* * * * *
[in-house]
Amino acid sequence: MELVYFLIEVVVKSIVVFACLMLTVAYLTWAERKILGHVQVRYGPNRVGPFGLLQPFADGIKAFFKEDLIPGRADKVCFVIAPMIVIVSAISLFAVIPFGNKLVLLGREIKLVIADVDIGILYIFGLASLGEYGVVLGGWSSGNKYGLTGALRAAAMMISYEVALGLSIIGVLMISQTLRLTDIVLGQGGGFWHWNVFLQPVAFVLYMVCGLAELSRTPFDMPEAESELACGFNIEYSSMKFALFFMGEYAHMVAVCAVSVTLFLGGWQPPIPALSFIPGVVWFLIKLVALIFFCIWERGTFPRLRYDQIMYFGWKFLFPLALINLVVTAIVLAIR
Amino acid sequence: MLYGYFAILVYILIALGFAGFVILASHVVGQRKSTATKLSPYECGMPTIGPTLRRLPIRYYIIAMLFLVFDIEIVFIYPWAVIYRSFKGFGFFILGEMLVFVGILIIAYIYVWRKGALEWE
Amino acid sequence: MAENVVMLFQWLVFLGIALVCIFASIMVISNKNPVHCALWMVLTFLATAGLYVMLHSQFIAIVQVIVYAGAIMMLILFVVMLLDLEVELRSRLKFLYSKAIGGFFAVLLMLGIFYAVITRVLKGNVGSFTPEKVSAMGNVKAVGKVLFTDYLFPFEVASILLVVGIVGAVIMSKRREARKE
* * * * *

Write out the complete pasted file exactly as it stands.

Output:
[in-house]
Amino acid sequence: MELVYFLIEVVVKSIVVFACLMLTVAYLTWAERKILGHVQVRYGPNRVGPFGLLQPFADGIKAFFKEDLIPGRADKVCFVIAPMIVIVSAISLFAVIPFGNKLVLLGREIKLVIADVDIGILYIFGLASLGEYGVVLGGWSSGNKYGLTGALRAAAMMISYEVALGLSIIGVLMISQTLRLTDIVLGQGGGFWHWNVFLQPVAFVLYMVCGLAELSRTPFDMPEAESELACGFNIEYSSMKFALFFMGEYAHMVAVCAVSVTLFLGGWQPPIPALSFIPGVVWFLIKLVALIFFCIWERGTFPRLRYDQIMYFGWKFLFPLALINLVVTAIVLAIR
Amino acid sequence: MLYGYFAILVYILIALGFAGFVILASHVVGQRKSTATKLSPYECGMPTIGPTLRRLPIRYYIIAMLFLVFDIEIVFIYPWAVIYRSFKGFGFFILGEMLVFVGILIIAYIYVWRKGALEWE
Amino acid sequence: MAENVVMLFQWLVFLGIALVCIFASIMVISNKNPVHCALWMVLTFLATAGLYVMLHSQFIAIVQVIVYAGAIMMLILFVVMLLDLEVELRSRLKFLYSKAIGGFFAVLLMLGIFYAVITRVLKGNVGSFTPEKVSAMGNVKAVGKVLFTDYLFPFEVASILLVVGIVGAVIMSKRREARKE